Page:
It is not the intensity of suffering, but the duration and quality of the suffering that differentiates depression from grief.  Visual and auditory hallucinations are common in grieving, but considered abnormal if they persist longer than 6 months.  Additionally, the hallucinations of a grieving person are always associated with the missing object; never with someone physically present or personally unknown to the bereaved.  For example, if a person experiences hallucinations of their dead father, after the death of their mother, and a voice tells them to kill their brother, this is less grief than a psychotic disorder.  Expressions of worthlessness and regret are directly connected to the missing object; otherwise the grief is likely part of a chronic mental illness.  Thoughts of death are focused on the missing object.  Desiring to die in the place of the deceased, or feeling that life is not worth living without their significant other, is expected and considered normal.  Harboring a plan to commit suicide unrelated to the missing object is severe Major Depression.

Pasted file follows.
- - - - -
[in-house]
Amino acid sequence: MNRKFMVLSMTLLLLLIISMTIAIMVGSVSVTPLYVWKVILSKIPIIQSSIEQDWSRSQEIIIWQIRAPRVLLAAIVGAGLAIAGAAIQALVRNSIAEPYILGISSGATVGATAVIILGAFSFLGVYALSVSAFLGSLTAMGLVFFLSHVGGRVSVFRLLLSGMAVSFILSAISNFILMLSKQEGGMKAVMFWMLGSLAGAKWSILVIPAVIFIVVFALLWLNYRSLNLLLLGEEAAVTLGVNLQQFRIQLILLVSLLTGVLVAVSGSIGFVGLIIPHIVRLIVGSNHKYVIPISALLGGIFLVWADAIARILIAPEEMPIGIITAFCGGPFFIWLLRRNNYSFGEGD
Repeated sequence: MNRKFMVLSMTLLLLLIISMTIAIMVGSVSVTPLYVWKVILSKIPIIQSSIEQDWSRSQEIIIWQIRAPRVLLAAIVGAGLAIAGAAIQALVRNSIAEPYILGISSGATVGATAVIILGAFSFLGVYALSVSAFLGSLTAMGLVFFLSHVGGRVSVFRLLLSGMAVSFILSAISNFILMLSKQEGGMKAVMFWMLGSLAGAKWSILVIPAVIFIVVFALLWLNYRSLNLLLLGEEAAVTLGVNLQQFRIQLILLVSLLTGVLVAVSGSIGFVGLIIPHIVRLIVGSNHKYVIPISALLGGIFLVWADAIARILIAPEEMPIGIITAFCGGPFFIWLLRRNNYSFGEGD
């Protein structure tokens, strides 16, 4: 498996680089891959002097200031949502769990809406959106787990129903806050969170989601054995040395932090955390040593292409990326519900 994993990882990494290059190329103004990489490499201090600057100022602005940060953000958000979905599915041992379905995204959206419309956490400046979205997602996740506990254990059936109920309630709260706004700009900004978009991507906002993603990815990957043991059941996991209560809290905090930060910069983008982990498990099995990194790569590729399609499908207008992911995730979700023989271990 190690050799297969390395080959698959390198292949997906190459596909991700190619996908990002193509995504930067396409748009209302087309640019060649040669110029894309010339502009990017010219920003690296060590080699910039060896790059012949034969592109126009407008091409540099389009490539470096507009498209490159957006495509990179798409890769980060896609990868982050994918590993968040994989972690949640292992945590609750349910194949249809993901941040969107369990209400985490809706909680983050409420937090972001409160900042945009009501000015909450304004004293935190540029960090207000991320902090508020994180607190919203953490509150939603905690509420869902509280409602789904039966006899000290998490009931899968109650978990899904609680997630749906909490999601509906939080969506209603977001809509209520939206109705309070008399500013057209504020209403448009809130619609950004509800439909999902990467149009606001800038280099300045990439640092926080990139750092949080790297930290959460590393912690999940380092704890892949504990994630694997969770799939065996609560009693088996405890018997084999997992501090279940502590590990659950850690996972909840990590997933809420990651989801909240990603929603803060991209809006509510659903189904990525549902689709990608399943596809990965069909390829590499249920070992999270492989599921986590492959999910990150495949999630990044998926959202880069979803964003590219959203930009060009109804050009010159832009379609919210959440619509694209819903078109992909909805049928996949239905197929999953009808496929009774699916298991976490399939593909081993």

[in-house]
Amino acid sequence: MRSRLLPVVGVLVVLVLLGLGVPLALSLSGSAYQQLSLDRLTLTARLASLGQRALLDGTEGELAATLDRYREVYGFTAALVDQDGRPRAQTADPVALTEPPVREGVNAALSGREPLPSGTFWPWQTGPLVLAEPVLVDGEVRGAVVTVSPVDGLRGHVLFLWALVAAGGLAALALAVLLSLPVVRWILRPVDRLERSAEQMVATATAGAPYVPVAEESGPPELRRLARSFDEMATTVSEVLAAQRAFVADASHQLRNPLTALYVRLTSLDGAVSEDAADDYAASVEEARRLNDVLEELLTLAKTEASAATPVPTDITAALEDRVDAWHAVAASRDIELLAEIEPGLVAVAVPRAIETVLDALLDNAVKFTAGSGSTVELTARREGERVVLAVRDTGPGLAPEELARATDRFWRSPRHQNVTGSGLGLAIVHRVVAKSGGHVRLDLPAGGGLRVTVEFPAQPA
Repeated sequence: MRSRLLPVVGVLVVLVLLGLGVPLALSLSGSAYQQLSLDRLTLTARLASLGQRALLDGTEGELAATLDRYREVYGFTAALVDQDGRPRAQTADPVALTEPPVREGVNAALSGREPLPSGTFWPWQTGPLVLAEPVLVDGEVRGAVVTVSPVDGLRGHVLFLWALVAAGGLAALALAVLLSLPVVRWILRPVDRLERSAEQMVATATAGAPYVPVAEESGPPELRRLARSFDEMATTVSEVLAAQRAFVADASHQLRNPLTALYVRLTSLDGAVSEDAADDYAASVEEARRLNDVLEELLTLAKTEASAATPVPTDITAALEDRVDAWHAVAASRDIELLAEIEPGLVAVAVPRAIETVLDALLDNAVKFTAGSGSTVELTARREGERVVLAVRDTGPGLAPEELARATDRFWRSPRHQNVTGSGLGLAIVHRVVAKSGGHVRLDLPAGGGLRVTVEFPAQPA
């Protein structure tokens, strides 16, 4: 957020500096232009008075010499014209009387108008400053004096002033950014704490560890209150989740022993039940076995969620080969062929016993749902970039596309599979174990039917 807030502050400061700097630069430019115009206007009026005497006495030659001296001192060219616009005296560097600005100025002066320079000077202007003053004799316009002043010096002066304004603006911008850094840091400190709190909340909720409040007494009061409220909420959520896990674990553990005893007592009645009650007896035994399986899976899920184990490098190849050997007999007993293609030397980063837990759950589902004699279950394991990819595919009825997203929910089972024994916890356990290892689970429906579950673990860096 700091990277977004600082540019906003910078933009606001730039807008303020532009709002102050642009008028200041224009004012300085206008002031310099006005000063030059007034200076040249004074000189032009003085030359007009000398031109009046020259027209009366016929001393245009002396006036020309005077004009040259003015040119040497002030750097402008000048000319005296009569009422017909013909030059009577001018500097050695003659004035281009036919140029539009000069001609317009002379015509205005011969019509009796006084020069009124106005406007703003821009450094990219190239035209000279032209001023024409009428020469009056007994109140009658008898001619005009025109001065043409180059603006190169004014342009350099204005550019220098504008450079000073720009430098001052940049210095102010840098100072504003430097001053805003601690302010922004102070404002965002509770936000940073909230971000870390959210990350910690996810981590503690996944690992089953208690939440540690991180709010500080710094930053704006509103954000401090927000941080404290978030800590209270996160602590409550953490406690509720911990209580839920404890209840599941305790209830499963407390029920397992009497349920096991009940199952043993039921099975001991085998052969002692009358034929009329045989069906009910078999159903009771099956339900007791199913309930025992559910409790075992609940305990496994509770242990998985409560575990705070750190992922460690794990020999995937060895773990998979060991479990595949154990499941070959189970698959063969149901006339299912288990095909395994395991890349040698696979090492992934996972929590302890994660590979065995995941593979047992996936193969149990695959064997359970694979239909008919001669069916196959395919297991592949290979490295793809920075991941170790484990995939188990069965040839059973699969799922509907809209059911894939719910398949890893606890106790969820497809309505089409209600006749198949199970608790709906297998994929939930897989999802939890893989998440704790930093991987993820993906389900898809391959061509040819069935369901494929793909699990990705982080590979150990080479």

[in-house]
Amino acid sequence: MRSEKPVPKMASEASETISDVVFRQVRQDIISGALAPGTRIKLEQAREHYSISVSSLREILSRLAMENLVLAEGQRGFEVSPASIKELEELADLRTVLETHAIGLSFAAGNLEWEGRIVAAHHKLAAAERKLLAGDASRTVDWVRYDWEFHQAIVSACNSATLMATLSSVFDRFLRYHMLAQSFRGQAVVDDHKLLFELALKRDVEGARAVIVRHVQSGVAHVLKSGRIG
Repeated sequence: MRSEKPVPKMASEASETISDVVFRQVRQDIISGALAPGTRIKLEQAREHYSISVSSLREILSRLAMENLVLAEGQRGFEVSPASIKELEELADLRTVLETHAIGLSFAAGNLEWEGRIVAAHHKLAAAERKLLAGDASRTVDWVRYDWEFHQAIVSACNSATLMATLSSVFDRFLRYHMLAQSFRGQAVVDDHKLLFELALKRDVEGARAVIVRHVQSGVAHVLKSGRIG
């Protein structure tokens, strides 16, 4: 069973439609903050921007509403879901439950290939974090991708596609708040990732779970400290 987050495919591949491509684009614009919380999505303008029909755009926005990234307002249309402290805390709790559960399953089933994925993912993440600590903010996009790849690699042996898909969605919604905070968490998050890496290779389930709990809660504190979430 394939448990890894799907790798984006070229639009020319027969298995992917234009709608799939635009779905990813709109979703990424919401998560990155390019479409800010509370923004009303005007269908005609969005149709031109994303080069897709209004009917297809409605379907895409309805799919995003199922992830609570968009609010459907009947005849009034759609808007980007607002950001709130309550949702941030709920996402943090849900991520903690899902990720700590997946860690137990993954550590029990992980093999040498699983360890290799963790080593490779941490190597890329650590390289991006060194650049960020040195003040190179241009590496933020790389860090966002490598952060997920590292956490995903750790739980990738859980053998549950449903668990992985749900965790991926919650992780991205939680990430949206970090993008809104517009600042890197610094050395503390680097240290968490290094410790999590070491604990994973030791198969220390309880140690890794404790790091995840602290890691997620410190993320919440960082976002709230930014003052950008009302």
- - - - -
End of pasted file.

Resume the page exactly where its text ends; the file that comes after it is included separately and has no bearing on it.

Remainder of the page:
I hope this article clears up some of the confusion between normal grief or bereavement at the loss of a significant other, and the more unrelenting chronic forms of mental illness.  Many people are surprised to learn the level of suffering mental health professionals consider normal in the bereaved individual.  They are also surprised that auditory and visual hallucinations of the lost object are common and considered to be within normal limits.  As professionals do not recommend treatment for normal bereavement, family and friends of the grief stricken play an invaluable role.  Mental health professionals may be consulted if the condition fails to lessen, or even becomes increasingly severe.  Most importantly, do not criticize their emotional reactions to the loss.  It is best to be a kind and patient listener, rather than an ersatz psychologist.  Encourage the mourner to talk at their own pace and rate.  Encourage the bereaved to participate in life without being pushy or critical.  Also pay special attention to important dates in the relationship between the bereaved and the lost object.  Mourners may have worked through most of their grief, but find themselves falling to pieces during times when they would have been together; e.g., the Christmas holidays, birthdays, etc.  Please leave comments about this article on grief in the space provided below.